Drop That Pipette: Science By Design

by Rachel Bernstein, Cell 147


Article Link
"An unexpected collaboration between a synthetic biology lab at UCSF and a Palo Alto-based design firm is stirring up the way that research is conceived and conducted, by integrating innovation and ‘‘design thinking’’ into the scientific method.

The poster session at the SB5.0 synthetic biology conference in Palo Alto last June appeared like any other. Postdocs and grad students mingled around posters describing microbes that produce hydrogen fuel, a programmable ‘‘killswitch’’ based on RNA, and bacteria that communicate by light. But one poster stood out from the rest. It didn’t present any data. About a quarter of it was blank. And, the author list included two designers who had barely touched a pipette.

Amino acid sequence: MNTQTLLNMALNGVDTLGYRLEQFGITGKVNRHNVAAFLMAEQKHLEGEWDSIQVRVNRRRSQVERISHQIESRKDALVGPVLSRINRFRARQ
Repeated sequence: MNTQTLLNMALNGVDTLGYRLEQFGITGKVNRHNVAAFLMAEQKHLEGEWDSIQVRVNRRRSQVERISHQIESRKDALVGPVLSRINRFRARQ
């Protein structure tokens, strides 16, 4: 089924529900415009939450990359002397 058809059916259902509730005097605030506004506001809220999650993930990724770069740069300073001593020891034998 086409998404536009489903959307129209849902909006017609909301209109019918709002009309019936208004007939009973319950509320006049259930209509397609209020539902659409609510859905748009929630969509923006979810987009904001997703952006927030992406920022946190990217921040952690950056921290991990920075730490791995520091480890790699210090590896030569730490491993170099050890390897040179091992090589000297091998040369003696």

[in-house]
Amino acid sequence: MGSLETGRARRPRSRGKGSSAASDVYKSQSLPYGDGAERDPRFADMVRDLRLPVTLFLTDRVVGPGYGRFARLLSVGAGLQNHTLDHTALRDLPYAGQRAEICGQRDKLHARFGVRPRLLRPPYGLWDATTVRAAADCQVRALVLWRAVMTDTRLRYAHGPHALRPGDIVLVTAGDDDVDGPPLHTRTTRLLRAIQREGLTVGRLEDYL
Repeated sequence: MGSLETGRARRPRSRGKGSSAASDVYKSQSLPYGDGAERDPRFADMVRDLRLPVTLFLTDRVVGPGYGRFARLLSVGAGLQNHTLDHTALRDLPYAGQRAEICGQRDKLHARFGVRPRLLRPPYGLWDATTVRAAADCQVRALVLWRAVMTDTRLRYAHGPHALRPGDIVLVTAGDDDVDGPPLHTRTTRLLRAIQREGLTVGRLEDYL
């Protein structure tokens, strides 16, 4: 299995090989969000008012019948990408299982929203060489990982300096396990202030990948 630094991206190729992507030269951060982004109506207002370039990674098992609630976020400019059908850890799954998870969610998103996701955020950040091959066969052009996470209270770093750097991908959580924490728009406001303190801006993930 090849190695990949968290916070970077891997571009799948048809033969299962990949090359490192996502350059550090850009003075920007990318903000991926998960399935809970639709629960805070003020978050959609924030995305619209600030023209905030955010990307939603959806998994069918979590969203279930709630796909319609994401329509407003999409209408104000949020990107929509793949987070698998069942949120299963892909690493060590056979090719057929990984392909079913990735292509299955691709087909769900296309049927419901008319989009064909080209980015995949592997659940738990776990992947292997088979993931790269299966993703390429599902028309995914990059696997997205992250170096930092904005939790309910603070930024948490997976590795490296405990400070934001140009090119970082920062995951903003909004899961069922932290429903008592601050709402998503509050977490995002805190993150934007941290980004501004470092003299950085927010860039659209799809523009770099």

The poster, which earned an honorable mention, arose from an unusual collaboration between the design consultancy IDEO (pronounced ‘‘eye-dee-oh’’) and UCSF synthetic biologists Wendell Lim and Reid Williams. The goal of the project wasn’t to produce experimental results but rather to explore the places that synthetic biology could go in the future.

‘‘A lot of thework in the lab todayisworking on pretty far-off goals,’’ says Adam Reineck, one of the IDEO designers involved in the project, ‘‘so one of our goals was to see how synthetic biology could apply more directly to people’s every-day lives.’’

In that vein, the poster presented three proposals for new directions in synthetic biology research. Each idea began with the word ‘‘envision,’’ followed by a brief description and possible scientific approach; for example, ‘‘envision’’ a cup made of organic material that produces a probiotic drink when filled and then decomposes after a few uses. 

These ‘‘sacrificial ideas’’ were meant to be jumping-off points for discussion and innovation. Viewers were encouraged to add their own thoughts to the poster by voting for their favorite ideas with postits or writing comments directly on the poster’s blank space.... 

Read the rest here.

By Rachel Bernstein
Published: Cell 147, October 28, 2011 2011 Elsevier Inc.